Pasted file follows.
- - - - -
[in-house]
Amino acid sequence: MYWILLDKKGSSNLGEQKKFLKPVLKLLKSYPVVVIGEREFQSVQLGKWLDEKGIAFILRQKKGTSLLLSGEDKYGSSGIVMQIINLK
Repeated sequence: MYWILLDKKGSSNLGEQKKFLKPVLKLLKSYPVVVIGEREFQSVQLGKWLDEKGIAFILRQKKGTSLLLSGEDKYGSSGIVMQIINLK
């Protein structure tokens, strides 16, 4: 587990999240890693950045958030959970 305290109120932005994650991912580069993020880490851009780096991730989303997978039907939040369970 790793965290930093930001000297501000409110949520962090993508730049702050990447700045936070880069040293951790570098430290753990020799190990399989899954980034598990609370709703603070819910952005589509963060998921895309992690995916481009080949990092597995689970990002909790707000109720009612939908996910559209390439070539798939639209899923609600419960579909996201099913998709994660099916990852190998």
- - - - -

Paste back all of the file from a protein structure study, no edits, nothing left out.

[in-house]
Amino acid sequence: MYWILLDKKGSSNLGEQKKFLKPVLKLLKSYPVVVIGEREFQSVQLGKWLDEKGIAFILRQKKGTSLLLSGEDKYGSSGIVMQIINLK
Repeated sequence: MYWILLDKKGSSNLGEQKKFLKPVLKLLKSYPVVVIGEREFQSVQLGKWLDEKGIAFILRQKKGTSLLLSGEDKYGSSGIVMQIINLK
């Protein structure tokens, strides 16, 4: 587990999240890693950045958030959970 305290109120932005994650991912580069993020880490851009780096991730989303997978039907939040369970 790793965290930093930001000297501000409110949520962090993508730049702050990447700045936070880069040293951790570098430290753990020799190990399989899954980034598990609370709703603070819910952005589509963060998921895309992690995916481009080949990092597995689970990002909790707000109720009612939908996910559209390439070539798939639209899923609600419960579909996201099913998709994660099916990852190998």